demonstration there or anywhere else in the US 
since the execution of the Rosenbergs, and one 
also unprecedented in that a young Communist and 
a young Trotskyist shared the same public podium, 
brought together by the 26th of July.

"...Meanwhile, San Francisco saw demonstrations 
in which students played a leading role. 
Coordinated actions on various Bay Area campuses 
on 19 April were followed by a student-only rally 
of 2,000 in Union Square on 20 April, and an 
equally large all-ages Fair Play 
demonstration...(where protesters) spontaneously 
took to the streets of the downtown area to march 
to the offices of Hearst's virulently anti-Castro 
San Francisco Examiner, an unheard thing to do in those days."

Elsewhere, there was violence inflicted on 
numbers of Fair Play protesters. Meeting halls 
were shuttered in Los Angeles, Detroit, Newark 
and Tampa. Campuses came alive with lively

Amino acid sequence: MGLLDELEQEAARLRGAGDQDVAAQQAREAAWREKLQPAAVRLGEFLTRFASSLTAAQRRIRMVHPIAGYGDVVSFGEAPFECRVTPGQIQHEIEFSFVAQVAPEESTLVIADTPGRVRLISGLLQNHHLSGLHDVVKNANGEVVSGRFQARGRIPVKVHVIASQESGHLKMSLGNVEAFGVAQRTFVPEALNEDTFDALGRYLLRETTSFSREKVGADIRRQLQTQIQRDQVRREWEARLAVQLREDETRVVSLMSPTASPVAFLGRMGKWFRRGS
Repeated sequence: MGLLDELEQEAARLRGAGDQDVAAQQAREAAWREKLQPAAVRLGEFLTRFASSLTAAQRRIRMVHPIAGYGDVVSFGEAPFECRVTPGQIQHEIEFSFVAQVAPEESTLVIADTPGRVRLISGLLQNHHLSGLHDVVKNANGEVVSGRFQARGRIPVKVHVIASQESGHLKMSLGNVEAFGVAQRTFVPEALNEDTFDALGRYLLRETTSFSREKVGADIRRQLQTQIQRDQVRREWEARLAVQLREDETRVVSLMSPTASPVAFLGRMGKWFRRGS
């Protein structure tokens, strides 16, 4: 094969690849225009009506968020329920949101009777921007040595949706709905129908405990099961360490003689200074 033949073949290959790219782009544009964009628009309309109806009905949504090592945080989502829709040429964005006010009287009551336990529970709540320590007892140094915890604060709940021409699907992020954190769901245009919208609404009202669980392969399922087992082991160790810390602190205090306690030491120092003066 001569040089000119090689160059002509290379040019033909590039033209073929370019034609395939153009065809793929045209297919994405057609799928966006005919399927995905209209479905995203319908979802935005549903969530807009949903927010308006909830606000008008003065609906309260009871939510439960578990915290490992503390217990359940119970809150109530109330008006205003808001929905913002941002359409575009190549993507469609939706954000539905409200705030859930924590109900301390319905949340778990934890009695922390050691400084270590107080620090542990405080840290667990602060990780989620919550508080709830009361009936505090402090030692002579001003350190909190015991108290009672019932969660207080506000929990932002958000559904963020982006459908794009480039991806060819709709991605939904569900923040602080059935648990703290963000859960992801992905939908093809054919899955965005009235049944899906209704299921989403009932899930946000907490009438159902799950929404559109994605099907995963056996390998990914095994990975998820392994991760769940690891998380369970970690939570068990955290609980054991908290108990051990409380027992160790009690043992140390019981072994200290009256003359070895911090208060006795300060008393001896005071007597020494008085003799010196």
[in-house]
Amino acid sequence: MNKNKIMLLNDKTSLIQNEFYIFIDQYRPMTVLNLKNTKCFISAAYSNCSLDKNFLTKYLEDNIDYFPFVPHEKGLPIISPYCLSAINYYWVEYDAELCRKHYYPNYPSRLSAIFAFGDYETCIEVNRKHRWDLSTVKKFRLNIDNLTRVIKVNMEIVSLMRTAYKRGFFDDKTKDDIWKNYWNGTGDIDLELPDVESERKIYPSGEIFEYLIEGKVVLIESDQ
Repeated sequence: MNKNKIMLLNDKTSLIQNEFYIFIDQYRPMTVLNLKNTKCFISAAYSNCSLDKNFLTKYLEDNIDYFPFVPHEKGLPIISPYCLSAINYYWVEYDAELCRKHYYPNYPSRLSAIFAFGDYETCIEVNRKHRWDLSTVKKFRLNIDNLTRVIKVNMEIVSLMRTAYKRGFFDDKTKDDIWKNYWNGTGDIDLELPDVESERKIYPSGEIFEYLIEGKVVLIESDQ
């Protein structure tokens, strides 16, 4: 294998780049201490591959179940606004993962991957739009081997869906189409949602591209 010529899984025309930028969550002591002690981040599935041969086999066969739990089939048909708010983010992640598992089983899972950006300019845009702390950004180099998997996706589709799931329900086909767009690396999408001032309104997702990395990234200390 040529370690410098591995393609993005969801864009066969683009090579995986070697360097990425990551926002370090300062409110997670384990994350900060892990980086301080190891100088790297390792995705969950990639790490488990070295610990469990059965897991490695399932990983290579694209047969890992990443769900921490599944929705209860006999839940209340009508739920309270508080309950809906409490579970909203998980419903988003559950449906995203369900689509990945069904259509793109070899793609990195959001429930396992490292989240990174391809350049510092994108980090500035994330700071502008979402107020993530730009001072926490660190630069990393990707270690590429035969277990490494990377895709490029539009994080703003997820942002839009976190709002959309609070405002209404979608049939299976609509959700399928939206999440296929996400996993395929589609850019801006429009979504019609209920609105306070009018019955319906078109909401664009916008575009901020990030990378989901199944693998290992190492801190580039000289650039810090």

actions at Cornell, Swarthmore, Madison, 
Berkeley, City College, Yale, the University of Michigan and Oberlin.

On April 27, Hoover himself ordered his agents to 
focus on pro-Castro activists, stating that the 
FPCC illustrated "the capacity of a nationality 
group organization to mobilize its efforts in 
such a situation so as to arrange demonstrations and influence public opinion.”

Right after the Bay of Pigs, the FBI organizes a 
campaign of disruption against the FPCC

In response, FBI man number three Cartha “Deke” 
DeLoach began a well-documented red-baiting 
campaign against the FPCC during May 1961. "As 
part of his counterintelligence responsibilities, 
DeLoach developed a "Mass Media Program" that 
included over 300 newspaper reporters, 
columnists, radio commentators, and television news investigators."

Meanwhile, during that same month, something very 
odd was going on in Havana. Dr. Enrique Lorenzo 
Luaces told Army Intelligence that Taber 
introduced him to “Lt. Harvey Oswald, an arms 
expert” while having drinks at Sloppy Joe's, 
better known as the "Sardi's for spies". When the 
FBI interviewed Taber, he denied knowing Oswald. 
A popular position to take, especially since the